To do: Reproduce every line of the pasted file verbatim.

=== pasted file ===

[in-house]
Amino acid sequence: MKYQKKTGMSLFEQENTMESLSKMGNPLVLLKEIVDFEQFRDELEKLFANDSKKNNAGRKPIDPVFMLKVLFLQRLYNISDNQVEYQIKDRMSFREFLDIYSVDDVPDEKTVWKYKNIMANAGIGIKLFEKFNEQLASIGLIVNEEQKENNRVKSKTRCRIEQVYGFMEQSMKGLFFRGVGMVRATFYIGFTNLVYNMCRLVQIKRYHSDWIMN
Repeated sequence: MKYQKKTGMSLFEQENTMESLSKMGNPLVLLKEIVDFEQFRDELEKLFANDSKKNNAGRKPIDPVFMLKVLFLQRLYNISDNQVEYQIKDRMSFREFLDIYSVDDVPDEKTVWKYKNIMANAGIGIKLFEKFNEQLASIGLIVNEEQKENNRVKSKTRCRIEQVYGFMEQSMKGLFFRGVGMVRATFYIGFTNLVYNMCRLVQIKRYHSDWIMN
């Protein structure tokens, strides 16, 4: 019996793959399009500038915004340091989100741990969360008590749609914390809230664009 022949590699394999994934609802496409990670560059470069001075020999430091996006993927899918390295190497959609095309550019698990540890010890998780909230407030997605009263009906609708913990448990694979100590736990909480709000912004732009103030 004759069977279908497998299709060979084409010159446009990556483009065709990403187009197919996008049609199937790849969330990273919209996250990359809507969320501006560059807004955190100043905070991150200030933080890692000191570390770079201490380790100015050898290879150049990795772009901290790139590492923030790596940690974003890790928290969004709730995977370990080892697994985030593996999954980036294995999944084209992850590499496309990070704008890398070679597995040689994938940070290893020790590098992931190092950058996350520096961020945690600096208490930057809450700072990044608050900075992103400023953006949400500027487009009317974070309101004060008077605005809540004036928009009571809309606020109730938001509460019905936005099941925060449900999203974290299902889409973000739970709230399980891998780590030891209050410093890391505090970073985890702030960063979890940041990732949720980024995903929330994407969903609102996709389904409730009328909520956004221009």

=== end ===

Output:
[in-house]
Amino acid sequence: MKYQKKTGMSLFEQENTMESLSKMGNPLVLLKEIVDFEQFRDELEKLFANDSKKNNAGRKPIDPVFMLKVLFLQRLYNISDNQVEYQIKDRMSFREFLDIYSVDDVPDEKTVWKYKNIMANAGIGIKLFEKFNEQLASIGLIVNEEQKENNRVKSKTRCRIEQVYGFMEQSMKGLFFRGVGMVRATFYIGFTNLVYNMCRLVQIKRYHSDWIMN
Repeated sequence: MKYQKKTGMSLFEQENTMESLSKMGNPLVLLKEIVDFEQFRDELEKLFANDSKKNNAGRKPIDPVFMLKVLFLQRLYNISDNQVEYQIKDRMSFREFLDIYSVDDVPDEKTVWKYKNIMANAGIGIKLFEKFNEQLASIGLIVNEEQKENNRVKSKTRCRIEQVYGFMEQSMKGLFFRGVGMVRATFYIGFTNLVYNMCRLVQIKRYHSDWIMN
């Protein structure tokens, strides 16, 4: 019996793959399009500038915004340091989100741990969360008590749609914390809230664009 022949590699394999994934609802496409990670560059470069001075020999430091996006993927899918390295190497959609095309550019698990540890010890998780909230407030997605009263009906609708913990448990694979100590736990909480709000912004732009103030 004759069977279908497998299709060979084409010159446009990556483009065709990403187009197919996008049609199937790849969330990273919209996250990359809507969320501006560059807004955190100043905070991150200030933080890692000191570390770079201490380790100015050898290879150049990795772009901290790139590492923030790596940690974003890790928290969004709730995977370990080892697994985030593996999954980036294995999944084209992850590499496309990070704008890398070679597995040689994938940070290893020790590098992931190092950058996350520096961020945690600096208490930057809450700072990044608050900075992103400023953006949400500027487009009317974070309101004060008077605005809540004036928009009571809309606020109730938001509460019905936005099941925060449900999203974290299902889409973000739970709230399980891998780590030891209050410093890391505090970073985890702030960063979890940041990732949720980024995903929330994407969903609102996709389904409730009328909520956004221009």